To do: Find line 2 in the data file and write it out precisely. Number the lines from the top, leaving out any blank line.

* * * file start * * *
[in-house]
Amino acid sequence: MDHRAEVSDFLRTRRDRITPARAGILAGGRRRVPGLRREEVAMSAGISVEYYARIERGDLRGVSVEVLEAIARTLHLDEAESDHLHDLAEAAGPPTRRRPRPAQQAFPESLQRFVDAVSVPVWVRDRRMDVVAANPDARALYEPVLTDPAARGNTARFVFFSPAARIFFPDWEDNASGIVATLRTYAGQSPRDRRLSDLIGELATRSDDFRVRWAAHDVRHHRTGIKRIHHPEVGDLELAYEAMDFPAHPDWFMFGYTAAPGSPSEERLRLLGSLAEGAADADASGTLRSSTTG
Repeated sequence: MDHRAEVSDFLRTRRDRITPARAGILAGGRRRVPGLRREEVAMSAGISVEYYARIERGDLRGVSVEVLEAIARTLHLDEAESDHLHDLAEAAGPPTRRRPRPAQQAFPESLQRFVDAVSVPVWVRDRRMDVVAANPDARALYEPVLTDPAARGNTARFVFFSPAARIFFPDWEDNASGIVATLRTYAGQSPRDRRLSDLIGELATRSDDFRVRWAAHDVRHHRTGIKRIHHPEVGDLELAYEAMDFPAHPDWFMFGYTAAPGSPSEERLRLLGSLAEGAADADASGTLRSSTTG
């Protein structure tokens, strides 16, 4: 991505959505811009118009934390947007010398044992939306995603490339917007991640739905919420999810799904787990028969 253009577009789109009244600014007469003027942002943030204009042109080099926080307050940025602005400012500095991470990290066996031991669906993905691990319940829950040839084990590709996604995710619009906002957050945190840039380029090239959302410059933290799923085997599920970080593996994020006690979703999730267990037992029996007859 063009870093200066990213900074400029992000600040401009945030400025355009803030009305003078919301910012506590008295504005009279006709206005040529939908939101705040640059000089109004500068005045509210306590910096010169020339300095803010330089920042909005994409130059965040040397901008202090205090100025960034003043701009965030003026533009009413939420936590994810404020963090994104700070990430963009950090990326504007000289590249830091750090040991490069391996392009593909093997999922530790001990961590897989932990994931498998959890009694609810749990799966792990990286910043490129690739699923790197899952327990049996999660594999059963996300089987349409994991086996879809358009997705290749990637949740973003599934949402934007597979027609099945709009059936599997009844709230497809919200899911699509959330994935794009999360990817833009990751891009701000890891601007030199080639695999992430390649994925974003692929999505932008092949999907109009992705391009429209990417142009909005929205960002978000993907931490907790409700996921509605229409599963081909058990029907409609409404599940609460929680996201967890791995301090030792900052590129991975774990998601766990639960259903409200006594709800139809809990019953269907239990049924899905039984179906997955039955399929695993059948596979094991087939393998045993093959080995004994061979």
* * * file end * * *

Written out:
Amino acid sequence: MDHRAEVSDFLRTRRDRITPARAGILAGGRRRVPGLRREEVAMSAGISVEYYARIERGDLRGVSVEVLEAIARTLHLDEAESDHLHDLAEAAGPPTRRRPRPAQQAFPESLQRFVDAVSVPVWVRDRRMDVVAANPDARALYEPVLTDPAARGNTARFVFFSPAARIFFPDWEDNASGIVATLRTYAGQSPRDRRLSDLIGELATRSDDFRVRWAAHDVRHHRTGIKRIHHPEVGDLELAYEAMDFPAHPDWFMFGYTAAPGSPSEERLRLLGSLAEGAADADASGTLRSSTTG